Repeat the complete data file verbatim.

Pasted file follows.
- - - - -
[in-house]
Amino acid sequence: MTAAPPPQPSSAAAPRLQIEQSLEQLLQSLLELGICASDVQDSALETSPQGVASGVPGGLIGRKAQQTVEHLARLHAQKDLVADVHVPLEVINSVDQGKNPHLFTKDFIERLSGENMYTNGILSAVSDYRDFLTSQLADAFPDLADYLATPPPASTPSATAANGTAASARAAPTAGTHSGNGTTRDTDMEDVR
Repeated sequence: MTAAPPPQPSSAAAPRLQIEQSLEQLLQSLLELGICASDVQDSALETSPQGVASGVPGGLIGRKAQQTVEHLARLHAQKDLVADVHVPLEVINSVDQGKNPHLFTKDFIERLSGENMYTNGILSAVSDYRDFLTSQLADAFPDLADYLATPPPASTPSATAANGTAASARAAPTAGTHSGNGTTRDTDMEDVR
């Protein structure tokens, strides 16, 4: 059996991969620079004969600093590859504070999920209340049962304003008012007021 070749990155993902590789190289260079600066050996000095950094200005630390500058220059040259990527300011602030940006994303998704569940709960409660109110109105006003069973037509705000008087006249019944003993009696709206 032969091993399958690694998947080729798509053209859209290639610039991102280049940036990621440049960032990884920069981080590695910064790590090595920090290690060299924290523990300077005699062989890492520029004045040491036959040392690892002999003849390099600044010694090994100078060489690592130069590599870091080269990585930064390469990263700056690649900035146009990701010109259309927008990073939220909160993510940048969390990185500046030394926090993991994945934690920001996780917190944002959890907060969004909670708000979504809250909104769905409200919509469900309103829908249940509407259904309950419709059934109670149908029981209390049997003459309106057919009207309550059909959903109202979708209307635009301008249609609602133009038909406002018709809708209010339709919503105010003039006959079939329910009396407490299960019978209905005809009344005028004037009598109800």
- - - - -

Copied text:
[in-house]
Amino acid sequence: MTAAPPPQPSSAAAPRLQIEQSLEQLLQSLLELGICASDVQDSALETSPQGVASGVPGGLIGRKAQQTVEHLARLHAQKDLVADVHVPLEVINSVDQGKNPHLFTKDFIERLSGENMYTNGILSAVSDYRDFLTSQLADAFPDLADYLATPPPASTPSATAANGTAASARAAPTAGTHSGNGTTRDTDMEDVR
Repeated sequence: MTAAPPPQPSSAAAPRLQIEQSLEQLLQSLLELGICASDVQDSALETSPQGVASGVPGGLIGRKAQQTVEHLARLHAQKDLVADVHVPLEVINSVDQGKNPHLFTKDFIERLSGENMYTNGILSAVSDYRDFLTSQLADAFPDLADYLATPPPASTPSATAANGTAASARAAPTAGTHSGNGTTRDTDMEDVR
């Protein structure tokens, strides 16, 4: 059996991969620079004969600093590859504070999920209340049962304003008012007021 070749990155993902590789190289260079600066050996000095950094200005630390500058220059040259990527300011602030940006994303998704569940709960409660109110109105006003069973037509705000008087006249019944003993009696709206 032969091993399958690694998947080729798509053209859209290639610039991102280049940036990621440049960032990884920069981080590695910064790590090595920090290690060299924290523990300077005699062989890492520029004045040491036959040392690892002999003849390099600044010694090994100078060489690592130069590599870091080269990585930064390469990263700056690649900035146009990701010109259309927008990073939220909160993510940048969390990185500046030394926090993991994945934690920001996780917190944002959890907060969004909670708000979504809250909104769905409200919509469900309103829908249940509407259904309950419709059934109670149908029981209390049997003459309106057919009207309550059909959903109202979708209307635009301008249609609602133009038909406002018709809708209010339709919503105010003039006959079939329910009396407490299960019978209905005809009344005028004037009598109800």